Compared to what?
|An odd week, much sleep, and this is just musing on several posts by other people.|
First off, both Andrea M. and Sage have been writing about the way we compare ourselves with others when considering our own body image. Sage has written about the different aesthetic ideals she and her teenage daughter have selected, whilst Andrea, who ought to write a book about her Internet Dating experiences, has written about how we select the "relevant others" to whom we compare ourselves, concentrating on the game of sex and romance
Earlier in the month, Ruth wrote about a cosmetic surgery which corrected the appearance of people with Down Syndrome, such that they no longer looked like they had Down Syndrome. My reaction to this was one of stomach-churning disgust, mostly because this was done to a child who had no say in the matter. However, would it be fair to be disgusted if this was an adult making the choice? After all, I don't have Down Syndrome and people with Down Syndrome are one group whose faces provide a visual clue to an impairment which meets with a great deal of discrimination, mockery and fear. Obviously, I would much much rather live in a world where a person was not judged by the ...contours of their eyelids but the content of their character, but still.
Then there was the story of Natasha Wood, covered by both Wheelchair Dancer and Disability Bitch. Natasha Wood is a disabled actress who has had breast enlargements and lipo-suction and features in an appalling article on the BBC News website. Now Ms Wood didn't have anything done which disguised her impairment; she's still a wheelchair user, but apparently now more shapely than nature intended. The lady hasn't had anything done which other women haven't had done before her, and one presumes that her motives are much the same as those non-disabled women who make the same choices. In many ways, disability is of limited relevance to her story, except if that were acknowledged there would be no story. Instead there is an article, which ought to win some sort of prize, celebrating the fact that, as Wheelchair Dancer puts it,
"Ms. Wood is too weak to even lift "a pint of milk." And yet... couldn't you just hear it coming? So weak, so disabled, but even this woman wants a sexy body."My response was pre-empted in the comments to WD's post, where Gaina said (a little more harshly than I would);
"Well, it's nice to see disabled women [...] can be equally as vacuous as able-bodied ones when it comes to image."I suppose I do naively imagine that people with physical impairments would generally care less about the body beautiful. I don't imagine we care any less about presentation, but having had to come to terms with the physical limitations of our bodies, we might accept the our own aesthetic limitations a lot easier.
But our self-assessments of beauty are all about comparisons, as Andrea and Sage's posts point out. I've written about this before and the importance of our choice of object, most recently about The Grotesque Old Woman. However, I do wonder whether people with physical impairments use the same objects as others. Are we comparing ourselves to mainstream images of masculinity and femininity or are these ridiculous ideals just a little too ridiculous for us lot? Do we instead compare ourselves to other beautiful people with impairments?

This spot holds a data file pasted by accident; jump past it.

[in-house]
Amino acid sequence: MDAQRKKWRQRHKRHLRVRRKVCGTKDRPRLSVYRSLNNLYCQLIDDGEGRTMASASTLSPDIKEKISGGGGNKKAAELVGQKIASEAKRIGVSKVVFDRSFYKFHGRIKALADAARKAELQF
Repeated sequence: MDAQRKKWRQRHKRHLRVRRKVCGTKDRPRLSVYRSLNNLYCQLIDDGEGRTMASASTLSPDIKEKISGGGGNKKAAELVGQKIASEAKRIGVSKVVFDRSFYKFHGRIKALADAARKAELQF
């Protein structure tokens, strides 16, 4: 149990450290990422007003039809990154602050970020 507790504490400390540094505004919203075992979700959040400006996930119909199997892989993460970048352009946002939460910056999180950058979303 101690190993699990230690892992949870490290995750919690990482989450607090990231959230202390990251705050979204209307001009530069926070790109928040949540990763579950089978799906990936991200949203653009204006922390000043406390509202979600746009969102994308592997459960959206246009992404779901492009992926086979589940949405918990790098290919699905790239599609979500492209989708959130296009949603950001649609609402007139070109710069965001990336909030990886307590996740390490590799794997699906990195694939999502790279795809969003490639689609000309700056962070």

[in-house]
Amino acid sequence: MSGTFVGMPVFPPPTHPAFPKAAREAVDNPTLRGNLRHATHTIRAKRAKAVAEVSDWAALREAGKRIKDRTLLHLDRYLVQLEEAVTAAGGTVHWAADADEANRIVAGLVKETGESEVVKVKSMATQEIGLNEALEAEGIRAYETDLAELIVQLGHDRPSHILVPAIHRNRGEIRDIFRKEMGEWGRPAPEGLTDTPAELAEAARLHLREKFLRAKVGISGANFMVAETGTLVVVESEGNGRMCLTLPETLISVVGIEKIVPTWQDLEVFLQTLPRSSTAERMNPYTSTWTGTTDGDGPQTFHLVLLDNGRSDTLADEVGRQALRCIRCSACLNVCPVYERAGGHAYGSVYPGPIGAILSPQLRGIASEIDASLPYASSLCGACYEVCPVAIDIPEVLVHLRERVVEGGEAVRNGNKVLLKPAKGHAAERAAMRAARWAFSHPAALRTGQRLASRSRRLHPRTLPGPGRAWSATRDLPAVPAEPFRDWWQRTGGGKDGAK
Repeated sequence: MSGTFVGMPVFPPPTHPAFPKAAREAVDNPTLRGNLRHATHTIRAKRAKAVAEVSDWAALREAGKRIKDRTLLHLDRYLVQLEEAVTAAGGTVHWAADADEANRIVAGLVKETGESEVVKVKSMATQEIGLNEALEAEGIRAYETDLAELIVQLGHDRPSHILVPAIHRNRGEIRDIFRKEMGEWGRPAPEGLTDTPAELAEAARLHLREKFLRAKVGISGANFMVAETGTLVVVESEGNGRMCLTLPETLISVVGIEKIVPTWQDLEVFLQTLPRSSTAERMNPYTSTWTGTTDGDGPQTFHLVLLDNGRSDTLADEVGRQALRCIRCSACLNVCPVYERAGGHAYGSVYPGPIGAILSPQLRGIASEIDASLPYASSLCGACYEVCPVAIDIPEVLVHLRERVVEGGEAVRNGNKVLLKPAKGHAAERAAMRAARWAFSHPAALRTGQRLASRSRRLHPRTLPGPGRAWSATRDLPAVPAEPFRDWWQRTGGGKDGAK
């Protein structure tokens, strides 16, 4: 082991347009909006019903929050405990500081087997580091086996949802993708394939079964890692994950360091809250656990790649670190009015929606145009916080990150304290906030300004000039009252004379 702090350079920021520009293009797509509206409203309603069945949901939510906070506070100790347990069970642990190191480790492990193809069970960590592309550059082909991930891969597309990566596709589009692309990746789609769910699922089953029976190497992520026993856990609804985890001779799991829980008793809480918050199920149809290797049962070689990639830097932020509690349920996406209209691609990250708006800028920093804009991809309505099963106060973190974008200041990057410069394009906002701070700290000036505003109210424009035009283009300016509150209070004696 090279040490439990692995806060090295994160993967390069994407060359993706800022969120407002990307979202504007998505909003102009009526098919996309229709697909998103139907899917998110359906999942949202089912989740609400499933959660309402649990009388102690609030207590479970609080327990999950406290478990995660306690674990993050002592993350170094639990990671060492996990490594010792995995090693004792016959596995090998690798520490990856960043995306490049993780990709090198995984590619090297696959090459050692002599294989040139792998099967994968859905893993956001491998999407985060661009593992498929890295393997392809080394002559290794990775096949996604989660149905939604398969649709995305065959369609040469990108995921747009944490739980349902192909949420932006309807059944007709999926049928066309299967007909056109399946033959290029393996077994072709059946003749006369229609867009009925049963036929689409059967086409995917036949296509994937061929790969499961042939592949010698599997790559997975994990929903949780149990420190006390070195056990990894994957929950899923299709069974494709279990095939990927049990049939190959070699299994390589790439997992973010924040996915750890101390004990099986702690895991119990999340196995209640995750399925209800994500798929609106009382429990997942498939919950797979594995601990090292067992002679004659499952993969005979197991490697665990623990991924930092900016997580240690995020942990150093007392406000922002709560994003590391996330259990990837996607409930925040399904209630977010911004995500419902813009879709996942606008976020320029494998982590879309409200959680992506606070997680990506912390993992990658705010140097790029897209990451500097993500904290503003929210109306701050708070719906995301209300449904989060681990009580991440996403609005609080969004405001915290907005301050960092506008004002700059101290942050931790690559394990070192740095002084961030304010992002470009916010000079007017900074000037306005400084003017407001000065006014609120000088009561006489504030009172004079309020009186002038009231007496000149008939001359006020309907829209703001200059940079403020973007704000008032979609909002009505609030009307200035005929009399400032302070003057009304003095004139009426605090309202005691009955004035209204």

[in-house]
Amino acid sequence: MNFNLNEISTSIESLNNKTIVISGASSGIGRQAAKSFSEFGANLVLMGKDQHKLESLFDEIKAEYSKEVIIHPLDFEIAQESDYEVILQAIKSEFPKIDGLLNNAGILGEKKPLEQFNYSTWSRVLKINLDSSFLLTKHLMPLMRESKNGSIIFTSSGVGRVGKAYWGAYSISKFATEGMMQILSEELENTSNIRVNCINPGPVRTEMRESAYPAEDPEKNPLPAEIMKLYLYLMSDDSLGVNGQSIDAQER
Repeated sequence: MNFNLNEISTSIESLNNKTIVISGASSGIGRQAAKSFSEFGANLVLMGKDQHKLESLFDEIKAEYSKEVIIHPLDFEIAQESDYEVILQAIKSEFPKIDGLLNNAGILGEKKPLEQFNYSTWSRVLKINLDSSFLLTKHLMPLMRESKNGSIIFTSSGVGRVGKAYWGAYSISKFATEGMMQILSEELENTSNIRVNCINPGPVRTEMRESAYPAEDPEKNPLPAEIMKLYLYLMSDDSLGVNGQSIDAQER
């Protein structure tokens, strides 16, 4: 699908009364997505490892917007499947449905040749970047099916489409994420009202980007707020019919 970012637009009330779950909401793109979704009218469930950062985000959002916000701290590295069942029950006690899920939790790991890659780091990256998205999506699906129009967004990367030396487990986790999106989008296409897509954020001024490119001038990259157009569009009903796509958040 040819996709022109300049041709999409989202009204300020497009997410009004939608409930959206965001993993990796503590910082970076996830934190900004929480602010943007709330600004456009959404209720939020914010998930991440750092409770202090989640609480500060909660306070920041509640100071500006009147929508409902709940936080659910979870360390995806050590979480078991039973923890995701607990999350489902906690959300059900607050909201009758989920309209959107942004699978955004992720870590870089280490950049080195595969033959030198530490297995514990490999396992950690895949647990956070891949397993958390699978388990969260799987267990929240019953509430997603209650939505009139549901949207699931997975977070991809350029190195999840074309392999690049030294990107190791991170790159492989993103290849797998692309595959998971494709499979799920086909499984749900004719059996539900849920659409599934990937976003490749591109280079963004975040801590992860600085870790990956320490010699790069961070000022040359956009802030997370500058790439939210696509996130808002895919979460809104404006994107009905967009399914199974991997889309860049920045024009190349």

I have no disfigurement, no twisted spine or spastic limb, but I am sat down almost all of the time. In aesthetic terms, sitting down seems a greater disadvantage than, for example, walking with a stick. However, I never think that (well I just did, but only just there) because if I were to compare myself to other disabled people, aesthetics simple wouldn't feature. I want the more comfortable, less restrictive impairment, not the prettier one.
I do envy other disabled people who are more beautiful than I am, but this is almost always muddled up with impairment. Wheelchair Dancer is a hot crip, but then I'd love to be able to self-propel a wheelchair, let alone dance as she does. Which isn't to compare our lots - I really don't mean to do that - point is that I can't really differentiate between wishing I looked like that and wishing I could do that.
And of course, I would like no impairment at all, so I could be more comfortable and have the capacity to do a great deal more with my time on Earth, not so that I could look better - although I undoubtedly would.
I imagine the rationale is similar for many of us, perhaps especially those of us with chronic pain and fatigue, progressive and life-threatening conditions and those of us who have experienced the ordeal of surgery in circumstances where there was no choice at all. The question of if I could change one thing about my body has a very different answer and vanity seems a preposterous indulgence.
And yet, as Wheelchair Dancer says;
"I have, like many other women and, in particular, women of difference, felt the pressure to change my body. There have been many times in my life when I have wished to be slimmer, whiter, less curvy, more curvy, less disabled, etc. In fact, I often think that the primary thing stopping from actually doing something surgically is the opinion of people around me."Personally, I've never begun to contemplate surgery, but I've certainly felt wretched about some supposed flaw or other, despite everything I've learnt. So do we have an advantage in this? Or will the article about Natasha Wood's surgery inspire all number of disabled women to address their self-esteem issues with surgery?
On the subject of surgery of a far less frivolous nature, Sara has returned to blogging with a big kickass scar. Which is officially the best news since... when Alexander was born. Not the scar, but the fact that Sara no longer has a brain tumour.